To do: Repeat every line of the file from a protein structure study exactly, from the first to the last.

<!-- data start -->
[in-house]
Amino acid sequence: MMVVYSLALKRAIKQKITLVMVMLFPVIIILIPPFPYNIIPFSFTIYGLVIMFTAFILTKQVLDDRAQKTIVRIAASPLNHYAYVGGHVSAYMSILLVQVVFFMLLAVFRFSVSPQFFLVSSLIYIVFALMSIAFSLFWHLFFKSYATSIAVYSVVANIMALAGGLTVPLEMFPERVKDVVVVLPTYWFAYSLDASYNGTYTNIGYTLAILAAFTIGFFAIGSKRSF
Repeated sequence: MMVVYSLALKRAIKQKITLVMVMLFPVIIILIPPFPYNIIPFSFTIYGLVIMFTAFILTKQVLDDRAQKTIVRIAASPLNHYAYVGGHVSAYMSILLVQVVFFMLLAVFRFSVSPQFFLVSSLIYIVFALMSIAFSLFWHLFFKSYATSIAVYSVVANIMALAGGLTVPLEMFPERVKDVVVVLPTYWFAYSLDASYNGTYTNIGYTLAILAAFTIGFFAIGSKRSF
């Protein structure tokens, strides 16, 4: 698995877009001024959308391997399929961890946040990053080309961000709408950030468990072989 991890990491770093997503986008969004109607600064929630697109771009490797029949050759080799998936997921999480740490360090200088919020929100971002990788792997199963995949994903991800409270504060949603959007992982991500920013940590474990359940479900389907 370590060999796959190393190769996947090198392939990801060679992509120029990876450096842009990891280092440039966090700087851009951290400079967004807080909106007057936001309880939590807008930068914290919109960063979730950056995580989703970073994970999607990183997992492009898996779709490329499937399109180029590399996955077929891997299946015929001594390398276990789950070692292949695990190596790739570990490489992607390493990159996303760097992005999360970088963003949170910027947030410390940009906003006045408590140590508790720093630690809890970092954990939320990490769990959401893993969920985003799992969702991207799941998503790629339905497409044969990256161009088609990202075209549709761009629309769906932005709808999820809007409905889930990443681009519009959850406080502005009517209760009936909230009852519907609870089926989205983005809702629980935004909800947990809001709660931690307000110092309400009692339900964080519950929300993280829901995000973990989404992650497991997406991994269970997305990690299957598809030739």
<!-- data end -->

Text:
[in-house]
Amino acid sequence: MMVVYSLALKRAIKQKITLVMVMLFPVIIILIPPFPYNIIPFSFTIYGLVIMFTAFILTKQVLDDRAQKTIVRIAASPLNHYAYVGGHVSAYMSILLVQVVFFMLLAVFRFSVSPQFFLVSSLIYIVFALMSIAFSLFWHLFFKSYATSIAVYSVVANIMALAGGLTVPLEMFPERVKDVVVVLPTYWFAYSLDASYNGTYTNIGYTLAILAAFTIGFFAIGSKRSF
Repeated sequence: MMVVYSLALKRAIKQKITLVMVMLFPVIIILIPPFPYNIIPFSFTIYGLVIMFTAFILTKQVLDDRAQKTIVRIAASPLNHYAYVGGHVSAYMSILLVQVVFFMLLAVFRFSVSPQFFLVSSLIYIVFALMSIAFSLFWHLFFKSYATSIAVYSVVANIMALAGGLTVPLEMFPERVKDVVVVLPTYWFAYSLDASYNGTYTNIGYTLAILAAFTIGFFAIGSKRSF
């Protein structure tokens, strides 16, 4: 698995877009001024959308391997399929961890946040990053080309961000709408950030468990072989 991890990491770093997503986008969004109607600064929630697109771009490797029949050759080799998936997921999480740490360090200088919020929100971002990788792997199963995949994903991800409270504060949603959007992982991500920013940590474990359940479900389907 370590060999796959190393190769996947090198392939990801060679992509120029990876450096842009990891280092440039966090700087851009951290400079967004807080909106007057936001309880939590807008930068914290919109960063979730950056995580989703970073994970999607990183997992492009898996779709490329499937399109180029590399996955077929891997299946015929001594390398276990789950070692292949695990190596790739570990490489992607390493990159996303760097992005999360970088963003949170910027947030410390940009906003006045408590140590508790720093630690809890970092954990939320990490769990959401893993969920985003799992969702991207799941998503790629339905497409044969990256161009088609990202075209549709761009629309769906932005709808999820809007409905889930990443681009519009959850406080502005009517209760009936909230009852519907609870089926989205983005809702629980935004909800947990809001709660931690307000110092309400009692339900964080519950929300993280829901995000973990989404992650497991997406991994269970997305990690299957598809030739």